Sri Lanka to receive 65,000MT of urea from India | Sri Lanka News


The Indian Government is to immediately supply 65,000 metric tons of urea fertilizer to Sri Lanka, which is facing the biggest economic crisis in its post-independence history.

Sri Lanka has received assurance from Indian officials regarding supply of fertilizers that the island nation requires urgently. High Commissioner Milinda Moragoda met concerned officials on Friday where the issue was discussed.

“High Commissioner Milinda Moragoda met with the Secretary to the Department of Fertilizers of India Shri Rajesh Kumar Chaturvedi and thanked him for India's decision to supply 65,000 MT of urea required for the current Yala cultivation season in Sri Lanka,” the High Commission of Sri Lanka said in a message. 

The meeting came in the wake of the decision of the Government of India to immediately supply 65,000 metric tons of Urea to Sri Lanka, under the existing USD 01 billion Indian line of credit.

The Indian Government has decided to supply this quantity of Urea immediately to Sri Lanka at the request of the Sri Lankan Government, despite a ban on export of Urea from India.

Sri Lanka is the second country after Nepal to have received India’s assurance for supply of fertilizers. 

Yala is the season of paddy cultivation in Sri Lanka that lasts between May and August.

Sri Lanka is aiming to boost its agriculture sector to avoid any disruption in the agriculture market following the drop in the paddy cultivation in the Maha session.

The Sri Lankan government banned chemical fertilisers last year as part of a phased transition towards organic agriculture. The sudden nature of the change and the dearth of adequate supplies of organic fertilisers affected agricultural output, especially rice and tea, and the government recently ended the ban on several key crops.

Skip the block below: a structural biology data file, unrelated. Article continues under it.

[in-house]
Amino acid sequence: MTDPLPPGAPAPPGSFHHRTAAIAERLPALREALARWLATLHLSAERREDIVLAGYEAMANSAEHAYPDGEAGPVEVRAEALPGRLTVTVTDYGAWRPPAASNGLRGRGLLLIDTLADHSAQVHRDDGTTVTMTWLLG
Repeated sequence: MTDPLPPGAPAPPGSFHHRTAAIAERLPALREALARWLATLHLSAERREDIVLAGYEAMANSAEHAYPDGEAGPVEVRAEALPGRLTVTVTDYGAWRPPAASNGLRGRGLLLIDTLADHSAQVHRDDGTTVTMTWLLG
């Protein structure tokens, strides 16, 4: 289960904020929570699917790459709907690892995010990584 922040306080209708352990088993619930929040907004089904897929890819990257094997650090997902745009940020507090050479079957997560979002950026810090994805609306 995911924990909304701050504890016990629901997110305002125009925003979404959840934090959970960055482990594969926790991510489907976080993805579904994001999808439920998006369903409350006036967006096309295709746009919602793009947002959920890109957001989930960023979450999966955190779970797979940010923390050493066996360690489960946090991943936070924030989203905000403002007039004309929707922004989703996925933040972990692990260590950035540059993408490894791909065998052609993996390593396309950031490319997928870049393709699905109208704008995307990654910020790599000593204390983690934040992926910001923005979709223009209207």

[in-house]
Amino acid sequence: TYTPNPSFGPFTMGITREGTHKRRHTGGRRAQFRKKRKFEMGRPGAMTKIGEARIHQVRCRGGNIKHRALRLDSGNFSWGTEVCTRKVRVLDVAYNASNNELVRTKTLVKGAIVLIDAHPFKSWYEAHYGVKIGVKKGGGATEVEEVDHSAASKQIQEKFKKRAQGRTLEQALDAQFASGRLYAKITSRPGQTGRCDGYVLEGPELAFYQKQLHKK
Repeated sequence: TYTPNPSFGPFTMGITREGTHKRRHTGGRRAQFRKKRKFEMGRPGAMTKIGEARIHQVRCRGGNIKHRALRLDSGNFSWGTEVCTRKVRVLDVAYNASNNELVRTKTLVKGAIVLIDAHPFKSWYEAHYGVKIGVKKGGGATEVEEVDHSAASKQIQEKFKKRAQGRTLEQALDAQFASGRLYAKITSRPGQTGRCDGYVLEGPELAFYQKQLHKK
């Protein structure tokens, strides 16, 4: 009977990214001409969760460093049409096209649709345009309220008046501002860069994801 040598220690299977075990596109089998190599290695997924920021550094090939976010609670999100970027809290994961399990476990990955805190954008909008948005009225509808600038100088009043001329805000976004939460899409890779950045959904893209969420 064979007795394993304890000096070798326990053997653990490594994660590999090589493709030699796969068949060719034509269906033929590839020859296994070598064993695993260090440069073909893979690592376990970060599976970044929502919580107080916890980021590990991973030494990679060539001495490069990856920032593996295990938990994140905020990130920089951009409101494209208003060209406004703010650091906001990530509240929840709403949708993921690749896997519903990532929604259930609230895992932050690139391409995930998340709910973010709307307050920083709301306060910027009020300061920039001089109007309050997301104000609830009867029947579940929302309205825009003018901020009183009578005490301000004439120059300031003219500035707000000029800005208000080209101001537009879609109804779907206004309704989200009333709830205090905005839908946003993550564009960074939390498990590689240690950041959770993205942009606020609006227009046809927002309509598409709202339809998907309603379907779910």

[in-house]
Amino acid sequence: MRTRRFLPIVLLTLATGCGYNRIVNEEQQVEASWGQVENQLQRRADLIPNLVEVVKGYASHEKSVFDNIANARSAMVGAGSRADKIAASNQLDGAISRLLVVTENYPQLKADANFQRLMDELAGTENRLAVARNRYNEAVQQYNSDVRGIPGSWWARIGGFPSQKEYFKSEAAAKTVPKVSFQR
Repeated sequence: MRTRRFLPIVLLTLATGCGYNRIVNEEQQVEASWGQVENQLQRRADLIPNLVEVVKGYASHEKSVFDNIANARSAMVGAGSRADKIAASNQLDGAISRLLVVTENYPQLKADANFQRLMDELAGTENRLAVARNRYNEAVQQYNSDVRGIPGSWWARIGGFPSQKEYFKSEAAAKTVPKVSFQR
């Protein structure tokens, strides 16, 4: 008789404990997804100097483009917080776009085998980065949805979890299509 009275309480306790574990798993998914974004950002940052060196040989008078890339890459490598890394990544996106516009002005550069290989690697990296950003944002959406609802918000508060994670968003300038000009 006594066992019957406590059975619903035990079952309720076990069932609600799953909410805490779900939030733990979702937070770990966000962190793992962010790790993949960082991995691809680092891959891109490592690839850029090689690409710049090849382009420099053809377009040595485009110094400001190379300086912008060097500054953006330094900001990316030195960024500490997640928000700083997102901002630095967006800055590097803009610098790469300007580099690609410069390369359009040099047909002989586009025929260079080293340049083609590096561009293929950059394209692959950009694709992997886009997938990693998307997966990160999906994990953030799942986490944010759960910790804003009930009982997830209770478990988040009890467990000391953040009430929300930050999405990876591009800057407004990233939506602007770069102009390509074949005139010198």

Analysts said the decision was primarily caused by the dearth of foreign reserves in U.S. dollars to pay for the imports. Sri Lanka’s annual fertiliser imports cost 400 million U.S. dollars.

Farmers across Sri Lanka have intensified their protests due to the lack of fertilizer and being compelled to abandon their farmlands.

The chemical fertiliser ban, combined with bad weather, led to falling crop yields and contributed to inflation hitting a 47-month high of 8.3% in October with food inflation at 11.7%.

Sri Lanka has more than 2 million farmers and up to 70% of its 22 million people are directly or indirectly dependant on agriculture.

The Farmers’ Pulse survey carried out by the Colombo-based think-tank Verité Research revealed that while 44 percent of farmers experienced a decline in harvest after the ban was imposed, 85 percent expect a decline in future harvest.

Over 90 percent of farmers surveyed said they currently use chemical fertilizer and the ban would hamper the output. 

However, in November last year, Sri Lanka rowed back on its goal to become the first country to fully adopt organic farming by removing the ban on the use and importation of chemical fertilisers after months of mass protests by farmers and a surge in food price inflation.

The High Commissioner said during the meeting on Friday between High Commissioner Milinda Moragoda and Secretary to the Department of Fertilizers of India Shri Rajesh Kumar Chaturvedi, the Secretary discussed ways and means to ensure the continuous supply of chemical fertilizer from India to Sri Lanka under the existing Credit Line and beyond.

India has committed more than $3 billion to debt-ridden Sri Lanka in loans, credit lines and credit swaps since January this year.

India on Thursday said it looked forward to working with the new Sri Lankan government formed in accordance with the democratic processes and New Delhi’s commitment to the people of the island nation will continue.

 

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